8. strong letters of rec and personal statement. maybe include your years of running in your statement in a creative way (did you run or something? i can't remember)

    that's it. work hard, this med school thing isn't going to fall into your lap. good luck.
     
  36. kaos

    kaos Web Crawler

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    I know this is VERY old, but BUMP!! It's good advice, and just what I was looking for! :D
     
  37. DW

    DW Fix me some sandwiches
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    ok, kaos, you're pulling a "jot" here, bumping up these random threads from months/years ago. i dont know if we call this padding, but there should be a rule against this :laugh:
     
  38. kaos

    kaos Web Crawler

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    But I was just trying to help out....:( :p
     
  39. DW

    DW Fix me some sandwiches
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    i'm just messing with you kaos :p

    but i must ask, what episode of the simpsons is that second quote of your sig? i just cant place it........
     
  40. kaos

    kaos Web Crawler

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    I know, duh. :rolleyes: (I'm kidding)

    The quote is from the episode where Homer makes his own security company/police force called "Springshield." Then the mob comes after him because he's making it hard for them. Maggie shoots them all up. The last part is so damn funny because they play the Sopranos theme song. :laugh:
     
  41. Holy crap- I started this thread (my last name was Willy before SDN changed and I couldn't re-logon) last March before NYMC rejected me. I told everyone I went to Penn because I didn't want to tell SDN too much about the real me. I've since learned the SDN audience is safe and secure. If you notice any inconstencies between the Willy then and the shamthis now, that's why. Numerical credentials are the same. Despair is the same.
     
  42. kaos

    kaos Web Crawler

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    And so the age-old mystery of the identity of "shamthis" is answered. :eek:
     
  43. I've told you guys this before. No mysteries.
     
  44. kaos

    kaos Web Crawler

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    I know, I'm kidding!! :rolleyes: :laugh:
     
  45. SMW

    SMW Grand Member

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    Ya gotta admit, the discussions were better back then! ;) No wonder people are bumping up old threads!! :D
     
  46. Nefertari

    Nefertari Undercover Premed

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    As far as the discussion @ spending limited time retaking the mcat or volunteering . . . . At the april med school fair @ UC Berkeley,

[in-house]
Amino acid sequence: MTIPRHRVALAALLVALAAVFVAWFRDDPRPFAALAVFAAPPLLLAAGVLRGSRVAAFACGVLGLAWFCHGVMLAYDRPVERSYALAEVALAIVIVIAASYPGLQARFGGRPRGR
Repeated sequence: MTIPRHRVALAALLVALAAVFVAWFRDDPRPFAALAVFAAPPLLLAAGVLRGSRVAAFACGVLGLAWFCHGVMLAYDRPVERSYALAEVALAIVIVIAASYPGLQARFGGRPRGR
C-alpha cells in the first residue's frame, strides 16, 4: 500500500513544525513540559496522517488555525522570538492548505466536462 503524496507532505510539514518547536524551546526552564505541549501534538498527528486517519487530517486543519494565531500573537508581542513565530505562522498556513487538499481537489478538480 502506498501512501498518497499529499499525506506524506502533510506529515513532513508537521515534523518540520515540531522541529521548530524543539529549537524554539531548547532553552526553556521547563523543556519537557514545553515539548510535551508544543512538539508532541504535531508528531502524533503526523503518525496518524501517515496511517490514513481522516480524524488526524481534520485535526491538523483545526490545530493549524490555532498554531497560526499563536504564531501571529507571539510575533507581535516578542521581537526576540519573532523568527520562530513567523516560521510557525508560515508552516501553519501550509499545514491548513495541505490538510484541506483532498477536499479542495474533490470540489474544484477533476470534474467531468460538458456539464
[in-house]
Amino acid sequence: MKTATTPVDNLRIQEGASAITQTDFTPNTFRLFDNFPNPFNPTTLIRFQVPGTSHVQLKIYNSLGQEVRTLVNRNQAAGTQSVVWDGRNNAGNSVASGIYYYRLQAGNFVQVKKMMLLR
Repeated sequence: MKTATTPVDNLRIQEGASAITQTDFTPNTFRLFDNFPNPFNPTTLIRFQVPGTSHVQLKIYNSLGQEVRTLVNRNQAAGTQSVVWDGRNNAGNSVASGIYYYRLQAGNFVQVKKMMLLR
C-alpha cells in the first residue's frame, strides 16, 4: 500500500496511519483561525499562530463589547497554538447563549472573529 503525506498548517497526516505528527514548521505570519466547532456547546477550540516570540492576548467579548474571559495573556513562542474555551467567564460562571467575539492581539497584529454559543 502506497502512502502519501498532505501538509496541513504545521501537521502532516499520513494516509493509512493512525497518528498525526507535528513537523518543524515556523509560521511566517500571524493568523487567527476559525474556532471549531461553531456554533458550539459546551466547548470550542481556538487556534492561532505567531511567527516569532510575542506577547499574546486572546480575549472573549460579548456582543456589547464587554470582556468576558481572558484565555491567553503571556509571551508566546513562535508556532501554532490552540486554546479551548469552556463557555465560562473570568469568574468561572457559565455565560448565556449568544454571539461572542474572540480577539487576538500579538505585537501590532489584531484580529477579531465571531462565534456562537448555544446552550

there were more than a dozen schools present (i.e. UCSF, Stanford, Dartmouth, UCI, U of Illinois, U Conn, USC).

    When the Dartmouth rep spoke (right after Kaplan gave their little sales pitch) he said that if it's a matter of increasing mcats by a few points, don't bother (unless it's really low). Instead, spend that time volunteering w/ some cause that you strongly care @. He said that if he sees that you are sincerely doing that, he will personally fight for your case @ the adcom meetings.

    Reps from the other schools who spoke after him all thanked him for stressing that & reiterated that advice for their own schools.
     
  47. DW

    DW Fix me some sandwiches
    Moderator Emeritus

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    true enough. the same "should i handwrite my name on the back of my passport pictures" threads in pre allo are just depressing. there a couple good interview advice threads recently, and shreds of flame action, but we need something of "homes versus loukary" proportions to spice things up around here.
     
  48. Random Access

    Random Access 1K Member

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    Yeah, I don't understand these stupid paste or tape or what type of envelope discussions. Some of those old school threads are definitely more fun. Not to say that there are no good posts these days, but too many are like, will this [insert stupidly ridiculous thing that an adcom will never know about] help me get in to a better school? Jeebus, if you're going to get into med school, you're going to get in on your personal merits, not what kind of damn envelope you used.

    -RA
     
  49. cabruen

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  50. Random Access

    Random Access 1K Member

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  51. SMW